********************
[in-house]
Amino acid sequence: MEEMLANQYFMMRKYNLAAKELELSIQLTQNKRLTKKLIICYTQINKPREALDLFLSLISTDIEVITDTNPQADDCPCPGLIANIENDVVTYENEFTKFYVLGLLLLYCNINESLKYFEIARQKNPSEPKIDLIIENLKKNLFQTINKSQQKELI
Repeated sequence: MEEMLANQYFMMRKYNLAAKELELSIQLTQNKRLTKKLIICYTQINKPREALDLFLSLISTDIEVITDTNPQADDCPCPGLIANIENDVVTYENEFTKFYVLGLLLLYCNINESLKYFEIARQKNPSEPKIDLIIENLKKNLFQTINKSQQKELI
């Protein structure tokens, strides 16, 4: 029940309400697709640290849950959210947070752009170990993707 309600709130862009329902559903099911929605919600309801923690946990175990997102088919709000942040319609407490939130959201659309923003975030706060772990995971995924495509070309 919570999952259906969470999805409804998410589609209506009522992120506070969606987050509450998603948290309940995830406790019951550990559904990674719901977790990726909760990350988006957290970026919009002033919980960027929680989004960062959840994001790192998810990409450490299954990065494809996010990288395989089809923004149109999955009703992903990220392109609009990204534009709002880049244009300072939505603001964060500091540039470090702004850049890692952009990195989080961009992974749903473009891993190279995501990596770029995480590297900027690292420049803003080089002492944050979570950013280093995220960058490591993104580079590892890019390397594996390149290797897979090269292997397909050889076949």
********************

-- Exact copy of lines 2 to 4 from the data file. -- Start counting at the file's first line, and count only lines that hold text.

Amino acid sequence: MEEMLANQYFMMRKYNLAAKELELSIQLTQNKRLTKKLIICYTQINKPREALDLFLSLISTDIEVITDTNPQADDCPCPGLIANIENDVVTYENEFTKFYVLGLLLLYCNINESLKYFEIARQKNPSEPKIDLIIENLKKNLFQTINKSQQKELI
Repeated sequence: MEEMLANQYFMMRKYNLAAKELELSIQLTQNKRLTKKLIICYTQINKPREALDLFLSLISTDIEVITDTNPQADDCPCPGLIANIENDVVTYENEFTKFYVLGLLLLYCNINESLKYFEIARQKNPSEPKIDLIIENLKKNLFQTINKSQQKELI
């Protein structure tokens, strides 16, 4: 029940309400697709640290849950959210947070752009170990993707 309600709130862009329902559903099911929605919600309801923690946990175990997102088919709000942040319609407490939130959201659309923003975030706060772990995971995924495509070309 919570999952259906969470999805409804998410589609209506009522992120506070969606987050509450998603948290309940995830406790019951550990559904990674719901977790990726909760990350988006957290970026919009002033919980960027929680989004960062959840994001790192998810990409450490299954990065494809996010990288395989089809923004149109999955009703992903990220392109609009990204534009709002880049244009300072939505603001964060500091540039470090702004850049890692952009990195989080961009992974749903473009891993190279995501990596770029995480590297900027690292420049803003080089002492944050979570950013280093995220960058490591993104580079590892890019390397594996390149290797897979090269292997397909050889076949």